Outwrite’s plight: “We can’t just close the doors. We’ve got to give the community a chance to help.”

The tattered, weathered sign flapping limply on the corner speaks volumes about what’s currently going on inside Outwrite Books. Last spring, owner Philip Rafshoon issued an “open letter to our community.” The missive was meant as a rallying cry to inform supporters that the city’s most visible LGBT business on the corner of 10th Street and Piedmont Avenue was in trouble in the age of eBooks. This month, the 18-year-old business announced its first-ever fundraiser set for tonight at chef Riccardo Ullio‘s new Escorpion Tequila Bar and Cantina from 7 p.m. until close. Ullio will be donating 20 percent of the evening’s sales to Outwrite for planned renovations and improvements.
While some longtime Outwrite shoppers immediately circled the date on the calendar, others wondered aloud on Facebook and Twitter why a for-profit business needs a fundraiser. Rafshoon himself has largely stayed publicly mum on the details of Outwrite’s current financial difficulties. In an exclusive 30-minute interview with Intel, Rafshoon spoke in detail for the first time about Outwrite’s current plight.
Q: I’ve tried to read the tea leaves in the two community announcements you’ve sent out but there’s not a lot of detail provided. Break it down for us. What are harsh realities of Outwrite’s current financial situation?
A: “The harsh realities are this: We have to increase the business significantly. We have to fast-forward the store into the 21st century. In our initial letter, we asked for three things: We asked people to step up and shop, volunteer their time and services and we asked experts to lend ideas to help us implement those ideas. People immediately mobbed the store and showed us their support by buying things. But that was a very short-lived thing. People have short memories.”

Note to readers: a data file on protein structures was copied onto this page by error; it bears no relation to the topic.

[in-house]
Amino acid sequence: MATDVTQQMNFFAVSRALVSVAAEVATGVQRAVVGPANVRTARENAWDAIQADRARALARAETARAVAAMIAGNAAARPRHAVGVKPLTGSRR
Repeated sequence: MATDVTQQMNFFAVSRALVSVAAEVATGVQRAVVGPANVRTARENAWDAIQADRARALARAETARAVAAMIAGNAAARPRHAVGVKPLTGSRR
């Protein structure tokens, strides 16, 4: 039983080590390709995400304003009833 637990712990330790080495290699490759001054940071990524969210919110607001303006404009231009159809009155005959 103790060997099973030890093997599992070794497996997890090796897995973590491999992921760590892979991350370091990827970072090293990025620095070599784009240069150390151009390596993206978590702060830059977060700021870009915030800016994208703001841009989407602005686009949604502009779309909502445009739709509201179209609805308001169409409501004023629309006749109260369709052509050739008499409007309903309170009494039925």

Q: What’s the worst-case scenario here?
A: “The worst-case scenario is the economy stays tanked, doesn’t recover and that we can’t turn things around quickly enough. We need to get people in the door and spending money. Because the worst-case scenario is that somewhere down the line we wouldn’t be able to make it.”
Q: Since last Spring’s first letter to the community and now  this month’s fundraising announcement, various rumors have been flying around the city about the extent of Outwrite’s financial difficulties. Everything from you’re behind in your rent to the business isn’t salvageable to everything is just fine. Can you discuss what is reality?
A: I think by [this week] we will no longer be behind on our rent. But we are behind on some bills and some payments. Everything is not just fine. We try to be upbeat when people are in the store. But the reality is the big LGBT stores that are left in the country are Giovanni’s Room in Philadelphia and Outwrite. Lambda Rising in Washington D.C. is gone. A Different Light in New York  is gone. Their location in Los Angeles is closed. And the A Different Light location in San Francisco just closed a few months ago. Out Loud in Nashville just closed. That’s the reality of what’s going on in the LGBT book shop industry right now. It’s not pretty. People have asked me, ‘Why do this? Why put out a call for support? If you can’t figure it out and the people who work in the store every day can’t figure it, why continue?’ My answer is this: We’ve got to give the community a chance to step up and help. We can’t just close the doors.”